Before New Jersey, there was Phoenix—Shaquille O'Neal of the visiting Orlando Magic ripped down the host Suns' basket support in slightly less dramatic fashion (in the sense that no shot clocks boinked him in the head. Anthony Bowie again "assists" Shaq's first-quarter slam—this time via the missed push shot in the lane. Play was delayed 37 minutes; Orlando eventually lost 121-105.
Notes: According to an article in the Orlando Sentinel, the replacement basket had been prepared specifically in anticipation of Shaq's visit; repairmen worked on the damaged hoop throughout the third quarter in case Shaq broke the other basket!
O'Neal finished with 20 points in 29 minutes before fouling out. Though his uniform appears to read something else, the Phoenix Sun lingering near the falling hoop post-dunk is center Mark West.
Todd Helton Hidden Ball Trick (9/19/2013)
In September 2013, Todd Helton was winding down a 17-year baseball career that some feel is Cooperstown-worthy (I'm on the fence.) Not particuarly hot with the bat at that time—.172 Septmber average entering play—Helton found another way to make the highlight reels.
Rockies starter Roy Oswalt walked Cards 2B Matt Carpenter leading off the game. Two loud outs later, Carpenter remained on first as Carlos Beltran worked a 3-1 count against his ex-teammate Oswalt.
The veteran pitcher then threw over to first; Carpenter was safe...momentarily. There was no chicanery at play—Carpenter simply (and incorrectly) assumed a return throw had been made, and it cost him.
Helton would provide an offensive highlight as well—he led off the 10th with a home run off Ed Mujica, the same man who K'd him with the bags full to end the previous game! Helton finished 2-for-6 with two runs, helping Colorado to an eventual 7-6 win in 15 innings.
Notes: This game kicked off an 11-for-26 stretch for Helton. Oswalt was cruising with a 4-0 lead but was KO'd in the 5th. Corey Dickerson tripled in DJ Lemahieu with the winning run, off Fernando Salas. STL SP Michael Wacha allowed 12 hits in 4.2 IP. Each team used 10 pitchers. Carpenter didn't reach base again, going 0-for-6.
Four David Hulse Fouls Into Angels Dugout (10/3/1992)
One year before he became the center fielder laughing "with" Jose Canseco after Canseco headed a fly ball over the outfield wall, David Hulse was involved in a moment even funnier than that (at least to me.)
Hulse's lowly Rangers are visiting the equally-lowly Angels in the penultimate game of 1992. Joe Grahe, attempting to wrap up a 4-2 Halo victory, got veteran Al Newman to lead off the 9th. Then comedy ensued...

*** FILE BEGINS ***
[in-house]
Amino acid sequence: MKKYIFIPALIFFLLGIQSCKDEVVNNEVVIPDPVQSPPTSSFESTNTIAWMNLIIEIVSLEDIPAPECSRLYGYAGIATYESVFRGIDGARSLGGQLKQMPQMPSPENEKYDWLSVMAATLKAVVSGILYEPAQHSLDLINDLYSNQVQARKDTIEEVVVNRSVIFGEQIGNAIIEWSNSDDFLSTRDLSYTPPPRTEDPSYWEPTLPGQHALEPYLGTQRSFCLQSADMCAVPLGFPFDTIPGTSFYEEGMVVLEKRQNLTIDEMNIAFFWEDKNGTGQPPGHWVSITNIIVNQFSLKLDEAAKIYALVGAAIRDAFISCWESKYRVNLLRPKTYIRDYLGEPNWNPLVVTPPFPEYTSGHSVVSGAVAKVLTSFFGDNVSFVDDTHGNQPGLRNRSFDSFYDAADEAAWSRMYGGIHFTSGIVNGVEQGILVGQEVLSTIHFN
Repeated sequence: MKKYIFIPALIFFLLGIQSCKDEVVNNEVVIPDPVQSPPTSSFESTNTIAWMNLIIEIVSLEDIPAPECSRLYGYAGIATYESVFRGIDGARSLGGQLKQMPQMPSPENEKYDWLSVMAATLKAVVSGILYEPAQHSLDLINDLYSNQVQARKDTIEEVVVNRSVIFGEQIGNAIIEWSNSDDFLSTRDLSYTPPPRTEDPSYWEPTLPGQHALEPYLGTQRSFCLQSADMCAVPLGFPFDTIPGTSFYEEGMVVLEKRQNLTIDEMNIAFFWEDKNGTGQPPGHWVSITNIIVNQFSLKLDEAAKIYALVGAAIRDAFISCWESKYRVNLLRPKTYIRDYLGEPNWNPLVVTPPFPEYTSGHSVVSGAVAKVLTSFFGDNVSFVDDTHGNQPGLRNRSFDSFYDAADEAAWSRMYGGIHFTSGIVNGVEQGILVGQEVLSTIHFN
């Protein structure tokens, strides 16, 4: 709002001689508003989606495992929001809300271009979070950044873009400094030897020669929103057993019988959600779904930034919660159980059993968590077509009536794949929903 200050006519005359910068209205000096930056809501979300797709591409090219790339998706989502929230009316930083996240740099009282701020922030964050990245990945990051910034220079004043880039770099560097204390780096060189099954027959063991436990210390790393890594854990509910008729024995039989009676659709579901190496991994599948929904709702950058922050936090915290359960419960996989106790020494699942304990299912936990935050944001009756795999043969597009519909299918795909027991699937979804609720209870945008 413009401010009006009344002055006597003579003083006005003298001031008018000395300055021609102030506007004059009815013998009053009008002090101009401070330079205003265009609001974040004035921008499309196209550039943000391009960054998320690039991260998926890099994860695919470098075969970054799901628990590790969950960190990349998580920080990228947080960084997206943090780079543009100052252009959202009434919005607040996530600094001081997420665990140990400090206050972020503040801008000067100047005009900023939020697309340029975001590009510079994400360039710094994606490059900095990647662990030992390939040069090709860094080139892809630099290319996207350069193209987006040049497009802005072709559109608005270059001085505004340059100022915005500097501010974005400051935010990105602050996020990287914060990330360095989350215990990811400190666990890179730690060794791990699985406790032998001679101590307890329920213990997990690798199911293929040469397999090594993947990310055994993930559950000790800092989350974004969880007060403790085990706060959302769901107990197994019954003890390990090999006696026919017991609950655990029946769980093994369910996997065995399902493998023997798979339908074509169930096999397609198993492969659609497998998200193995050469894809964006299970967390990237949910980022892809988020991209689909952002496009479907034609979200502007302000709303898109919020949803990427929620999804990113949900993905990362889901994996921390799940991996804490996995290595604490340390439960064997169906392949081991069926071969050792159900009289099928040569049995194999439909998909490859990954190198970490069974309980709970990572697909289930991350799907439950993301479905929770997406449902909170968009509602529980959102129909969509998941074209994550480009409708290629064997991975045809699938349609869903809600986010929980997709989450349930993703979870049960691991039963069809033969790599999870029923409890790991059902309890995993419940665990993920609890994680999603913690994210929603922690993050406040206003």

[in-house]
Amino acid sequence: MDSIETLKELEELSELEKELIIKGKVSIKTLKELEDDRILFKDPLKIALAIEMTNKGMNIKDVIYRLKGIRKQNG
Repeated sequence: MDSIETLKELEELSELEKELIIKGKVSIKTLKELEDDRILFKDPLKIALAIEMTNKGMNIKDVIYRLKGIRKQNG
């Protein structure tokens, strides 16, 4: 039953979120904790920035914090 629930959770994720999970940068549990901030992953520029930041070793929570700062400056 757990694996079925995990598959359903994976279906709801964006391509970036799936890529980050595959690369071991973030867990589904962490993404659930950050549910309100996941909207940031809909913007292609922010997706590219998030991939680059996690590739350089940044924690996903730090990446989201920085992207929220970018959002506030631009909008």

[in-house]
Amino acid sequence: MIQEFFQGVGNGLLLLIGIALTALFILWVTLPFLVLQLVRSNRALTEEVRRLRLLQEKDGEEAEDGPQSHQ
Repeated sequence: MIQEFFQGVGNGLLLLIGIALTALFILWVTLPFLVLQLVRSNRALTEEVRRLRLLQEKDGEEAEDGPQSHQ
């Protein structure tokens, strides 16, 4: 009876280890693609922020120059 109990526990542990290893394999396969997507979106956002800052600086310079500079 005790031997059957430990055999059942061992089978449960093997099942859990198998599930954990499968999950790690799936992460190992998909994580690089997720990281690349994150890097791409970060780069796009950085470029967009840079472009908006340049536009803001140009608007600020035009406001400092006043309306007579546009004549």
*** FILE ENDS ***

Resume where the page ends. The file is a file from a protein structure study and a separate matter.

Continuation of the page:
This highlight does not show the two balls Grahe threw during the at-bat; Hulse's fouls did not all come on successive pitches as this highlight suggests. Once he was finally retired, Grahe got Jeff Frye to ground out as well—sealing a very humorous victory. Hulse finished the day 2-for-4, and had three more hits in the season finale.
Notes: The shortstop is Gary DiSarcina, who threw to Gary Gaetti at first base. John Orton caught. Hilly Hathaway started but couldn't complete five innings for the win. Hall-of-Famer Bert Blyleven, who can be clearly seen among the scurrying Angels in the dugout, made his final career start the following day (a loss). Newman's at-bat was his final in the major leagues.
Hiroki Kuroda Hit By Liner (8/15/2009)
Before touching down at Dodger Stadium in 2008, Hiroki Kuroda won 103 games in Japan—a land where the players, while highly skilled and talented, are generally dwarfed physically by their American counterparts. From stars on down to backups, major leaguers do not lack for strength, and when they connect with the sweet spot...they connect HARD.
I don't know if Kuroda was ever creamed by a liner back home as he was here by Arizona's Rusty Ryal...but my money says no. Ryal—leading off the 6th with his team down 3-0—wound up with a ground rule double and soon came around to score.
Kuroda, who was relieved by James McDonald, wound up concussed and out for three weeks. That's better than the skull fracture suffered by his countryman (and ex-Dodger) Kaz Ishii in 2002.
Notes: The D'backs tied the score at three with back-to-back homers in the 9th off Jon Broxton; rookie Gerardo Parra singled home the winner in the 10th. Kuroda finished with the one run allowed in five innings (72 pitches).